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D’var Torah: Parashat Bechukotai

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As we prepare to celebrate Yom Yerushalayim on Sunday, the Chief Rabbi considers why Jerusalem – an inaccessible city without a river source – was chosen to be the Jewish People’s capital.

This Sunday will be Yom Yerushalayim, the anniversary of that glorious day in 1967, when we celebrated the reunification of our capital city. I wonder if you’ve ever thought of the suitability of Yerushalayim to be a capital city. The most important consideration for the establishment of a capital is its accessibility. And yet throughout history Yerushalayim has been highly inaccessible. It’s off the beaten track,  up in the mountains, far from the great highways that have existed to its East and to its West.

Furthermore, Yerushalayim is not a port, by the coast, and therefore ships can’t reach it. There are no rivers running through it, and that provides the added challenge of the fact that if you’re living in Yerushalayim there is no natural source of water. So why was it chosen?

‘Yerushalayim has spiritual properties which are simply unmatched in any other place on earth’

The answer is given in Psalm 132: Ki vachar Hashem beZion Ivar lemoshav lo. The Lord has chosen Zion as a place for His habitation. Yerushalayim has spiritual properties which are simply unmatched in any other place on earth.  And we’re all familiar with this when we visit Yerushalayim. The kedusha, the holiness of the city permeates through, and we can feel it is palpable, it is so spiritually rejuvenating and uplifting for us all.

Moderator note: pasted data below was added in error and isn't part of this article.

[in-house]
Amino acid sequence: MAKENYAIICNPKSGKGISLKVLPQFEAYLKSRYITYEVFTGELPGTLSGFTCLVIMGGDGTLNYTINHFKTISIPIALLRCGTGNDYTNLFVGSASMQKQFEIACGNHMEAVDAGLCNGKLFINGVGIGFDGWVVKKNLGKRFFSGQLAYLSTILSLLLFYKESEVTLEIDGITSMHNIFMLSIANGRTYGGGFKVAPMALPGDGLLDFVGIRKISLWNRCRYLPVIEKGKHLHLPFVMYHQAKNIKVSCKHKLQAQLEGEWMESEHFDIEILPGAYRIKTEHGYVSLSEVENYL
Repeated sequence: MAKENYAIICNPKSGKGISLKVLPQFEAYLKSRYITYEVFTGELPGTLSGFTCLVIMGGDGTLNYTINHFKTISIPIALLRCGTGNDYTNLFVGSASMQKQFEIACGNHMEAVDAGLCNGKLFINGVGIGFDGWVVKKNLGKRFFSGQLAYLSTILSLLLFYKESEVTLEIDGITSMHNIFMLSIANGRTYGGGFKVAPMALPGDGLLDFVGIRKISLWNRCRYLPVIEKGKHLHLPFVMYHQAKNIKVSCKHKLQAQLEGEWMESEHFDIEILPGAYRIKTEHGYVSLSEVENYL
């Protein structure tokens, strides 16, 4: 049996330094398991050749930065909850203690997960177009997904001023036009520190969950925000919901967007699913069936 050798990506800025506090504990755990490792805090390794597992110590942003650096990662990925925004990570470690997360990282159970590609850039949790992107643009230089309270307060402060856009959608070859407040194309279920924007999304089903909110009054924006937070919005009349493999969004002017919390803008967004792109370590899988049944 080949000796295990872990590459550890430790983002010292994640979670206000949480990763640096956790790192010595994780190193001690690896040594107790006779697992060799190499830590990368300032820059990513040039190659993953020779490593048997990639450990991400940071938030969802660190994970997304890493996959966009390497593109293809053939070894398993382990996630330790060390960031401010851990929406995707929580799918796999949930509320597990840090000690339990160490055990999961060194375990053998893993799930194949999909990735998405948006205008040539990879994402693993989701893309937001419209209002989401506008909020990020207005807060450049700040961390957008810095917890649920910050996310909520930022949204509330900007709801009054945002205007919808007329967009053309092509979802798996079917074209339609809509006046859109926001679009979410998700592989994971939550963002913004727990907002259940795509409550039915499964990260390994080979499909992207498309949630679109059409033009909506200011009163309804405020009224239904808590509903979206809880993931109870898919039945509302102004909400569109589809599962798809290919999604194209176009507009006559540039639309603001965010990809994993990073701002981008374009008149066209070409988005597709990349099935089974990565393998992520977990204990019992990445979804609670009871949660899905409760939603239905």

The properties of the city are furthermore expressed through the name of the city; the name is in the plural, Yerushalayim, as if to say ‘Jerusalems’. You know, there are just a few words in Hebrew which have no singular. For example, mayim, water. One drop of water is mayim, waters. That’s because when we look out on the ocean, the horizon seems to continue for ever. So too shamayim, the heavens; one tiny piece of the sky, it’s shamayim, it’s in the plural, because when we look to the skies, they seem to carry on for ever.

‘It’s a city in the plural because it is the eternal capital of the Jewish people’

And most poignantly of all, chayim, life. If you take just a nanosecond of life, it’s chayim, it’s in the plural and that is because, the soul lives on forever. So too with Yerushalayim. It’s a city in the plural because it is the eternal capital of the Jewish people. There have been periods in our history when others might have declared “it is all over”. They might have thought it was all over, but Yerushalayim has always been right at the heart of Am Yisrael.

And therefore on Yom Yerushalayim, we will be celebrating the fact that Yerushalayim is in our hands and it is there as God’s capital city, the centre of our spirituality, of kedusha, of holiness, in the world. And in addition, we are so blessed to have it as the eternal, everlasting and ongoing capital of Am Yisrael.

Shabbat Shalom and Yom Yerushalayim Sameach.